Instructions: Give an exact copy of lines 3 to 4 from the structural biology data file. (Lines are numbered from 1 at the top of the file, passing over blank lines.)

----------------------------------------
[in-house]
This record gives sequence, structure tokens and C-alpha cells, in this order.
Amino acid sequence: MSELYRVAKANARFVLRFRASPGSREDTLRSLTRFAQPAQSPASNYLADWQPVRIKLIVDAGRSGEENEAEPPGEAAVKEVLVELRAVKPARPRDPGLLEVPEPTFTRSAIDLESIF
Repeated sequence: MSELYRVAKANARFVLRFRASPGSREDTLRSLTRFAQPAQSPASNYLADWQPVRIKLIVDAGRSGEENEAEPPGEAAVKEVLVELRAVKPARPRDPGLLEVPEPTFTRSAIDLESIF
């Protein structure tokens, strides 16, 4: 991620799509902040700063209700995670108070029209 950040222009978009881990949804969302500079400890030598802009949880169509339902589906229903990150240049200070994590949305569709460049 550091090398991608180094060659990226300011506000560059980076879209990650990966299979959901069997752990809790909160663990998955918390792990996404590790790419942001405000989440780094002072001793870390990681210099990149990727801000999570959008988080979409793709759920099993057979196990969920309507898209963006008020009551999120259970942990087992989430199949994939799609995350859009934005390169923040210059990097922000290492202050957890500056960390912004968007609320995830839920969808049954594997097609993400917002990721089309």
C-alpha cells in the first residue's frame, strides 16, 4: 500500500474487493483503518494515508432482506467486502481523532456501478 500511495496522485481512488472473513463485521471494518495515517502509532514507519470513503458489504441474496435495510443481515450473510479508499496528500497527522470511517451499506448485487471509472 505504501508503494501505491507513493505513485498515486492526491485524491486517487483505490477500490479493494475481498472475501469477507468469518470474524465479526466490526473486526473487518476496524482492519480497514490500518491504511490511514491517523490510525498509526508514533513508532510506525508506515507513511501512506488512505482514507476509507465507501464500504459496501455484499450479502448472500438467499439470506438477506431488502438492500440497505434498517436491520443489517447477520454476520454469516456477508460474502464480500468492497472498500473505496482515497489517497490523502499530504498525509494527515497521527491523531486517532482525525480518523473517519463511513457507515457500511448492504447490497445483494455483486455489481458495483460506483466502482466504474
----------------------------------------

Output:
Amino acid sequence: MSELYRVAKANARFVLRFRASPGSREDTLRSLTRFAQPAQSPASNYLADWQPVRIKLIVDAGRSGEENEAEPPGEAAVKEVLVELRAVKPARPRDPGLLEVPEPTFTRSAIDLESIF
Repeated sequence: MSELYRVAKANARFVLRFRASPGSREDTLRSLTRFAQPAQSPASNYLADWQPVRIKLIVDAGRSGEENEAEPPGEAAVKEVLVELRAVKPARPRDPGLLEVPEPTFTRSAIDLESIF